5 December 2013
The German professor on my right is banging his fist on the desk, making a good point loudly. On my far right is the President of the Kosovo Supreme Court. To my left is the President of the Kosovo Constitutional Court. Judges of both of these two courts are sitting at tables perpendicular to mine, facing each other like opposing quiz teams.

My role here in Greece, on behalf of the UK Foreign and Commonwealth Office, and British Embassy in Pristina, Kosovo, is to run a workshop on improving relations between the two courts (in partnership with RIPA International and Agencia Consulting).  The Kosovo Constitution is ambiguous on some elements of their relationship, and so to maintain the rule of law and to ensure effective judicial protection for Kosovo citizens clarity is needed. I am a specialist in international human rights law and, in particular, its application in fragile, transitional, or post-conflict states (see J A Sweeney, The European Court of Human Rights in the Post-Cold War Era: Universality in Transition (2012), paperback Summer 2014).  I have worked in many states of the former USSR and its satellites, as well as Kosovo itself, on behalf of the Council of Europe and other organisations.  I have taken masters students to Kosovo on field trips for the past two years, meeting opposition political parties, ministers, NGOs, and the President, Madam Atifete Jahjaga.

Legally and politically Kosovo is a fascinating place.  More importantly, given the crucial role of the UK in the NATO action of 1999, it is a state that UK lawyers cannot, and politicians should not, ignore.  It is also the only place on earth that I can tolerate people enjoying the music of James Blunt (as Corporal James Hillier Blaunt, he served in the British Army there, and is held in some esteem). The legal issues surrounding Kosovo include the legality of NATO’s bombing of Serbia in 1999 to curtail Serbia’s atrocities against Kosovo Albanians, which is core to any discussion of the right to use armed force in international law (known as the jus ad bellum):  anyone seeking to understand the mess in Iraq needs first to study Kosovo.  Likewise the Kosovo’s 2008 declaration of independence from Serbia is a crucial case-study in ‘self-determination’ (see Lancaster’s own James Summers’ book ‘Peoples and International Law: How Nationalism and Self-determination Shape a Contemporary Law of Nations).  Then of course there are the many issues raised by the attempt to ‘build’ a modern Kosovo: these include the rule of law and democracy building, security sector reform, and transitional justice – all with varying degrees of international involvement. The workshop last week was aimed at improving the rule of law and human rights protection, by clarifying the working relationship between the Supreme Court and the Constitutional Court.  In a series of cases, the Constitutional Court has, at the request of aggrieved parties under Article 113.7 of the Constitution, purported to quash judgments of the Supreme Court.  This has caused friction, and could be avoided if the Supreme Court used the ‘incidental review’ process provided for in Article 113.8 of the Kosovo Constitution by which, when a court is hearing a case in which a constitutional issue arises, it can halt proceedings and ask the Constitutional Court for a judgment on the constitutional issue.  After the Constitutional Court ruling, the case should be handed back to the court that made the referral for final determination of the original case.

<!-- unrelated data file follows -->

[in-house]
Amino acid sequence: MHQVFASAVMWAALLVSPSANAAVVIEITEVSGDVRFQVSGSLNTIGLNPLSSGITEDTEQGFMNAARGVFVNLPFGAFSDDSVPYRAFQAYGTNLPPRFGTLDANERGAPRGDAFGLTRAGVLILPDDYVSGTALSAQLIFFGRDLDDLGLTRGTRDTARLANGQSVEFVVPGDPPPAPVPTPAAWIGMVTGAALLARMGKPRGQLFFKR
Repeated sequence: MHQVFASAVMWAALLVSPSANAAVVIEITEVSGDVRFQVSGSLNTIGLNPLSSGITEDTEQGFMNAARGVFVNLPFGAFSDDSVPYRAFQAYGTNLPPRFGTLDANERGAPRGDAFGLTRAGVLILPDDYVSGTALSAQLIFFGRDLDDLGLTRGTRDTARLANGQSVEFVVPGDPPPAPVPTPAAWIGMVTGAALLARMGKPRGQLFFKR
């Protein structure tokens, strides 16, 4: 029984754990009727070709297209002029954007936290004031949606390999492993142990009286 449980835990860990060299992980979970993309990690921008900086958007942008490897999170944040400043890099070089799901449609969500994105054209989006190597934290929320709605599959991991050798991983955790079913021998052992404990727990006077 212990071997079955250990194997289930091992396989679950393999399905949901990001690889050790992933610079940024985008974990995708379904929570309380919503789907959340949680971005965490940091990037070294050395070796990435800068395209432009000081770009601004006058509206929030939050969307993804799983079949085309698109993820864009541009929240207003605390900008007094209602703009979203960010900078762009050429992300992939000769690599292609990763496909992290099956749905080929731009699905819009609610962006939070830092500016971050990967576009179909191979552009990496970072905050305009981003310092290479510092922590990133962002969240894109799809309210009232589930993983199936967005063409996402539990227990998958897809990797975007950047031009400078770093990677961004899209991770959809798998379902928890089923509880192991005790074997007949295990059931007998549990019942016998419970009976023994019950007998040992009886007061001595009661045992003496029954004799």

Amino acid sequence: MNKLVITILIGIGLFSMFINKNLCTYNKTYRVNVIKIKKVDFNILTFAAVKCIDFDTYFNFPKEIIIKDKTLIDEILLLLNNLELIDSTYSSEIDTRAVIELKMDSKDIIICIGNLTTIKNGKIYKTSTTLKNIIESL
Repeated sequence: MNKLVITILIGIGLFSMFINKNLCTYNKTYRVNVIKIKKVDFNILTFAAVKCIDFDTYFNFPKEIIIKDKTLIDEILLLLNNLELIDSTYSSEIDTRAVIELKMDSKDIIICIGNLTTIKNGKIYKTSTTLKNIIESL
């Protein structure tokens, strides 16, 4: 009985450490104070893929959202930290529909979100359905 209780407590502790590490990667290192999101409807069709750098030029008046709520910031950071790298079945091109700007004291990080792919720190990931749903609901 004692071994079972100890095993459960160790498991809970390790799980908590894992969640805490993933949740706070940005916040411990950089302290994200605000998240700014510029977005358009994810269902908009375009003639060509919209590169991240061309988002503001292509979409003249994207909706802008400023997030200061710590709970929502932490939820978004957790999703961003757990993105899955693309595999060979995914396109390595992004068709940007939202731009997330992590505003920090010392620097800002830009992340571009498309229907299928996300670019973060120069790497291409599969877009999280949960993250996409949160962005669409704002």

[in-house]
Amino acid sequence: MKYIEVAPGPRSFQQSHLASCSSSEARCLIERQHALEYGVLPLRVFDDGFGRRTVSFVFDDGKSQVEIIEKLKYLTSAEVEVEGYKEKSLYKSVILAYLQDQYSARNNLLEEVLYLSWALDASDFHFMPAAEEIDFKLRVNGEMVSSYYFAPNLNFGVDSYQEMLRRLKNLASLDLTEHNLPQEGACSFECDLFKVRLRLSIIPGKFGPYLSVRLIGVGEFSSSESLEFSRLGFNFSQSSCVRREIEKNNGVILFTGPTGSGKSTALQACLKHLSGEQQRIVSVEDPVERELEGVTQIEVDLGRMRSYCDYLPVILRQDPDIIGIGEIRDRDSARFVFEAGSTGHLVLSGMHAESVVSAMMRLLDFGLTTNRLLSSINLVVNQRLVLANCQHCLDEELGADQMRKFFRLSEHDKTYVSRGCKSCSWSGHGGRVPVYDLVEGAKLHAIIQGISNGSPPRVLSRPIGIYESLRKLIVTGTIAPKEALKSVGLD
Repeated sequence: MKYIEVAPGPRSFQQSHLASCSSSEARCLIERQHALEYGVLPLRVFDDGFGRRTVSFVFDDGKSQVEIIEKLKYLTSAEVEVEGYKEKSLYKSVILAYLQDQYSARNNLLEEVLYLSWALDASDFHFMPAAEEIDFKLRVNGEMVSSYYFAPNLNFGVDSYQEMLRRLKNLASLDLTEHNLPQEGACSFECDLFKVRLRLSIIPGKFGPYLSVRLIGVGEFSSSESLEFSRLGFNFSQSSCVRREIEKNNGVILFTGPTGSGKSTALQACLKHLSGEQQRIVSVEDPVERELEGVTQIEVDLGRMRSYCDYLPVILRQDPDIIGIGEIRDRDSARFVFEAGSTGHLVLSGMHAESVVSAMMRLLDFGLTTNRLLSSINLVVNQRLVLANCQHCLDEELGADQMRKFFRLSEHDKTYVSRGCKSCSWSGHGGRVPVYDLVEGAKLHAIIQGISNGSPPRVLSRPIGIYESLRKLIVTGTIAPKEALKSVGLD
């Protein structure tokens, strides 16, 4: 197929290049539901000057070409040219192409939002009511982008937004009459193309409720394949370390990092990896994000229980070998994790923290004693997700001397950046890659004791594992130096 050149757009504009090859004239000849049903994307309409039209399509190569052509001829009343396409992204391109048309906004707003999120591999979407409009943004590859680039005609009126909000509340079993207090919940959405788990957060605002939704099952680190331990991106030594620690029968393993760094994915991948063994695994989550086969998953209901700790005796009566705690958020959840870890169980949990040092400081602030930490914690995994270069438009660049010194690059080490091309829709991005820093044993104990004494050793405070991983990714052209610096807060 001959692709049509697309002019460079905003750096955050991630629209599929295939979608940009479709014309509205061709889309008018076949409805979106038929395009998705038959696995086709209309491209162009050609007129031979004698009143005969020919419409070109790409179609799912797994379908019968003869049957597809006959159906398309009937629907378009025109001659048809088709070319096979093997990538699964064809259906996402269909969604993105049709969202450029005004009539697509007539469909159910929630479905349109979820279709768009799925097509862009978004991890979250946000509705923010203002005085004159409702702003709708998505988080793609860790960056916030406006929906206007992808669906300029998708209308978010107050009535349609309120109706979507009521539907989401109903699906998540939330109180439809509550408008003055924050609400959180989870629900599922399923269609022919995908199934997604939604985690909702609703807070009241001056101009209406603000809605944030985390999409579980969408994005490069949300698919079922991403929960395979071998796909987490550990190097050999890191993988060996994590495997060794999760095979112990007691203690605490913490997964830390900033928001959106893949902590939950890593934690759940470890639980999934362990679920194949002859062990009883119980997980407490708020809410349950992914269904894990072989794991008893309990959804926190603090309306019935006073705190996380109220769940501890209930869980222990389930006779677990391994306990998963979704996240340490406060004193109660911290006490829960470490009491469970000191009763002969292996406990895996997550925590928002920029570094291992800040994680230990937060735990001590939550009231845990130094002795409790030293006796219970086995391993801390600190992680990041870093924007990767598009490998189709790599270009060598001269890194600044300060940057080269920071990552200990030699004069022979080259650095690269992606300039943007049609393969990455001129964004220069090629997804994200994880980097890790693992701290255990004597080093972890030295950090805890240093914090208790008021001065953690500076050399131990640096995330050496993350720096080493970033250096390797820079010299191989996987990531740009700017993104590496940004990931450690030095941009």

My contribution was to draw attention to the experiences of other states, and also the practice of the European Union.  In relation to the former, I discussed the findings of the 2002 12th Congress of the Conference of European Constitutional Courts, which examined the powers of different constitutional courts across Europe, and the extent of any obligation upon other courts to make references to the constitutional court.  I then made extensive reference to the evolution of the ‘preliminary reference’ process in EU law.  The idea was to suggest that where the constitution is silent or ambiguous, one can look to practice from other jurisdictions to construct a working practice that can clarify how to use provisions such as Kosovo’s ‘incidental review’ procedure. The workshop lasted two days, and we thrashed out some pretty significant issues.  These included under what circumstances the Constitutional Court would accept or reject a referral (even down to who needs to sign a referral request), and to what extent there was a constitutional obligation on regular courts to make referrals if there was a novel issue of constitutional law arising.  In UK law, we tend to rely on ‘constitutional conventions’ evolved often over centuries to get the job done, but in states with a written (and very new) constitution, such an approach is difficult to comprehend.  It was, in constitutional terms, a little like being present just after the Big Bang: there is a new constitution, and a constitutional court, but there is much scope for evolution.

James A. Sweeney (@James_Sweeney_) is Professor of International Law in the Law School at Lancaster University.  He has published widely in the areas of human rights and refugee law, and is the author of The European Court of Human Rights in the Post-Cold War Era: Universality in Transition, the first monograph to examine transitional justice in the jurisprudence of the ECHR.  His work on the human rights of failed asylum seekers, [2008] Public Law 277-301, has the distinction of being cited with approval both by the House of Lords and the Court of Appeal, in the cases of R (on the application of M) v Slough BC [2008] UKHL 52, [28], and SL v Westminster City Council [2011] EWCA Civ 954, [16].

You can find out more about James’ research at http://www.lancaster.ac.uk/fass/law/profiles/james-sweeney